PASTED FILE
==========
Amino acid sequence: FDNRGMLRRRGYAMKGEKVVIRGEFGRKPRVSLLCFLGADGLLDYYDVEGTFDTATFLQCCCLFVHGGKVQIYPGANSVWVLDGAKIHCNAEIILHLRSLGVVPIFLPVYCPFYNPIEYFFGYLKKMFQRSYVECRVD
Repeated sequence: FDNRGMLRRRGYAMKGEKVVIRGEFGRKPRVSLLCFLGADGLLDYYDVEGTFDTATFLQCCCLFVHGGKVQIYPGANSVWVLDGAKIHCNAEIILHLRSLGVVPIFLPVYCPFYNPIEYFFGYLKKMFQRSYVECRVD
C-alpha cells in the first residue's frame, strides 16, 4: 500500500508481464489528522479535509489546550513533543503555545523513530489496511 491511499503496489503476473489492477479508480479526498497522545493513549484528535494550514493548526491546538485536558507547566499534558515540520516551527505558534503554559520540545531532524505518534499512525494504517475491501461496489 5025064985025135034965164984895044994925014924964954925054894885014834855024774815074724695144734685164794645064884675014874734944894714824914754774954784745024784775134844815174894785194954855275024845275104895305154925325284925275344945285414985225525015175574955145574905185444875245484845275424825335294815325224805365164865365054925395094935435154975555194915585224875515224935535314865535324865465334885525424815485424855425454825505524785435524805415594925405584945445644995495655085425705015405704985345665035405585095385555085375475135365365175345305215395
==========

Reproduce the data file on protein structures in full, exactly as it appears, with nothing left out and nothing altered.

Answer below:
Amino acid sequence: FDNRGMLRRRGYAMKGEKVVIRGEFGRKPRVSLLCFLGADGLLDYYDVEGTFDTATFLQCCCLFVHGGKVQIYPGANSVWVLDGAKIHCNAEIILHLRSLGVVPIFLPVYCPFYNPIEYFFGYLKKMFQRSYVECRVD
Repeated sequence: FDNRGMLRRRGYAMKGEKVVIRGEFGRKPRVSLLCFLGADGLLDYYDVEGTFDTATFLQCCCLFVHGGKVQIYPGANSVWVLDGAKIHCNAEIILHLRSLGVVPIFLPVYCPFYNPIEYFFGYLKKMFQRSYVECRVD
C-alpha cells in the first residue's frame, strides 16, 4: 500500500508481464489528522479535509489546550513533543503555545523513530489496511 491511499503496489503476473489492477479508480479526498497522545493513549484528535494550514493548526491546538485536558507547566499534558515540520516551527505558534503554559520540545531532524505518534499512525494504517475491501461496489 5025064985025135034965164984895044994925014924964954925054894885014834855024774815074724695144734685164794645064884675014874734944894714824914754774954784745024784775134844815174894785194954855275024845275104895305154925325284925275344945285414985225525015175574955145574905185444875245484845275424825335294815325224805365164865365054925395094935435154975555194915585224875515224935535314865535324865465334885525424815485424855425454825505524785435524805415594925405584945445644995495655085425705015405704985345665035405585095385555085375475135365365175345305215395